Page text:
Exercise and Chinese Medicine:
finding the balance in keeping fit
As an Acupuncturist I help a huge variety of people with all different kinds of conditions, but one of the most common is the running injury. Acupuncture works extremely well for sports injuries, from plantar fasciitis to runner’s knee, back problems and tight IT bands. But what I am most fascinated about is what drives runners, or any endurance athlete come to think of it, to carry on even when in pain.
The Western Ideal
In the West we generally believe that the more physical exercise we do – and I mean LOTS of exercise! – the better it is for us and it will help us live longer. But I think we just made this up in our heads; there is no actual evidence that body builders or elite athletes live any longer than the average human. In fact, the evidence suggests the opposite.
These days fitness is gauged on how you look, so it’s all about six-packs and ‘just doing it’, and if social media is anything to go by (which it isn’t) they all look great and live perfect lives. But I doubt they are any healthier than the average person who just does a moderate amount of exercise and eats and rests well.
So, is being fit the same as being healthy? Not really. Looking great isn’t necessarily the same as feeling great.
Anyone can run
When it comes to health, exercise is a lot like food. What I mean is, we know sprouts are good for us but if that was all we ate, then there would soon be problems.
If you are into running, then you know how addictive it can be. You start off just jogging around the block, and before you know it you are signing up for your first ultra! But maybe that was just me…
Unlike activities like martial arts or dancing which take an element of skill, running is much more accessible. Anyone can run and I suppose that is part of the appeal. It is literally just putting one foot in front of the other, or controlled falling over. You don’t need to spend loads of money on equipment and clothing. You don’t even have to join a club. A good quality pair of running shoes is probably the only thing that will set you back a bit. And no one needs to show you how to run; we’ve been doing it for a long time!
There is nothing new about running
Ancient man used to run for long periods in order to track and wear out prey, the idea being that animals cannot regulate their body heat by sweating as man can, so they eventually cannot flee any further and so succumb to the hunters. This is known as persistence hunting. Hunters still use this method today, notably the Bushmen of the Kalahari Desert and Rarámuri people in Mexico.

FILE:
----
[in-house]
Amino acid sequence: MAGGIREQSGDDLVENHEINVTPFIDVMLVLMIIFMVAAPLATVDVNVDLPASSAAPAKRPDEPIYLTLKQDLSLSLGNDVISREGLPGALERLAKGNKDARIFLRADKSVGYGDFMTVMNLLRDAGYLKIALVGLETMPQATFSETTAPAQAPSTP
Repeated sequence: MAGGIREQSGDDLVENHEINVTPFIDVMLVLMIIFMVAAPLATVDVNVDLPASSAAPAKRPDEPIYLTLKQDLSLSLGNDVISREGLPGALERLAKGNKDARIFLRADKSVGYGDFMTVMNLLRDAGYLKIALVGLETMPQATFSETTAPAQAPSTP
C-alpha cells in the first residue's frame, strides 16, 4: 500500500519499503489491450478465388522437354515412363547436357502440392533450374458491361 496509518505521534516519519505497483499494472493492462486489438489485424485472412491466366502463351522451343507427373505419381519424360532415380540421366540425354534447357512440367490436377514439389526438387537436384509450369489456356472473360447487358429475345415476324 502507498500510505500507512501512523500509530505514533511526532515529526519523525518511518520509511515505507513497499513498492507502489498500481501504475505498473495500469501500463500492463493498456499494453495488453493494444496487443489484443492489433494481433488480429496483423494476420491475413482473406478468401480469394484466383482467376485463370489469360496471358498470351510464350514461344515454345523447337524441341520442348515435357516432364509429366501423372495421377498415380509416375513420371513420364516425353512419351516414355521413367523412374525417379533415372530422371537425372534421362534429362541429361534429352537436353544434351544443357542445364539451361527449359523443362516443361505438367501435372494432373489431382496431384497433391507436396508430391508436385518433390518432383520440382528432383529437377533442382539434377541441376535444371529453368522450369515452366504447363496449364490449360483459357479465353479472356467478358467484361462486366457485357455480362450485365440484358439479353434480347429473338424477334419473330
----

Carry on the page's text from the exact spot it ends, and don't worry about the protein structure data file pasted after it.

It has also been suggested that the gluteus maximus muscle evolved to enable man to run. So it’s not just for sitting on.
Running for fun
What is new, however, is running for fun. The craze of jogging began in the 1970’s and was led by Jim Fixx, who started running to get fitter. Unfortunately, he died of a heart attack at the age of 52 while out jogging. Despite this irony, there is no doubt that jogging is better than sitting around smoking and eating crisps. Most probably Mr. Fixx would have died at 42 if he hadn’t started jogging.
So when does running become not good for you?
Exercise is important in Chinese Medicine. It keeps the Qi moving, which is good for body and Mind. It also prevents the accumulation of Dampness. Think of a wet tea towel that has just been screwed up and left in a corner. After a while it becomes a bit stinky; it needs to be hung out to let the air circulate. Your body is the same – the cells need oxygenating. It is important to keep moving, whatever age you are. A used hinge does not rust.
But balance is the key: Chinese Medical theory makes it clear that any type of extreme is not a good thing. The ancient Taoist masters state that people should not only avoid overindulging, but also over exertion, which they say exhausts the sinews and bones.
Basically, doing too much exercise is as bad as doing none.
I used to run a lot. At the height of my training I was running 75 miles a week. I thought nothing about getting up at 5am on a Sunday and running for 5 hours. I loved running but looking back I can see I was mostly chasing the fix. Like any addiction, the pleasurable part is satisfying the cravings, not the actual thing itself.
While there is evidence that jogging (that is, running between 1 and 2.5 hours a week at a slow or average pace) can increase your lifespan by 6.2 years for men and 5.6 for women, the reverse is true for more running.
Studies suggest that by doing more doesn’t mean more benefit, in fact it can mean the reverse. Excessive exercise can cause damage to the heart and coronary arteries, increasing the risk of heart problems and risk of stroke. Although a slow resting heartbeat (as low as 40 bpm in some athletes) is considered to be a sign of good health, this may not be the case once they stop engaging in high levels of exercise.
Other studies have also shown that endurance athletes have weak immune systems and are more prone to colds and asthma. Over-exercising in young women can also cause amenorrhea (periods stopping) and other menstrual disorders, as well as reduced bone density.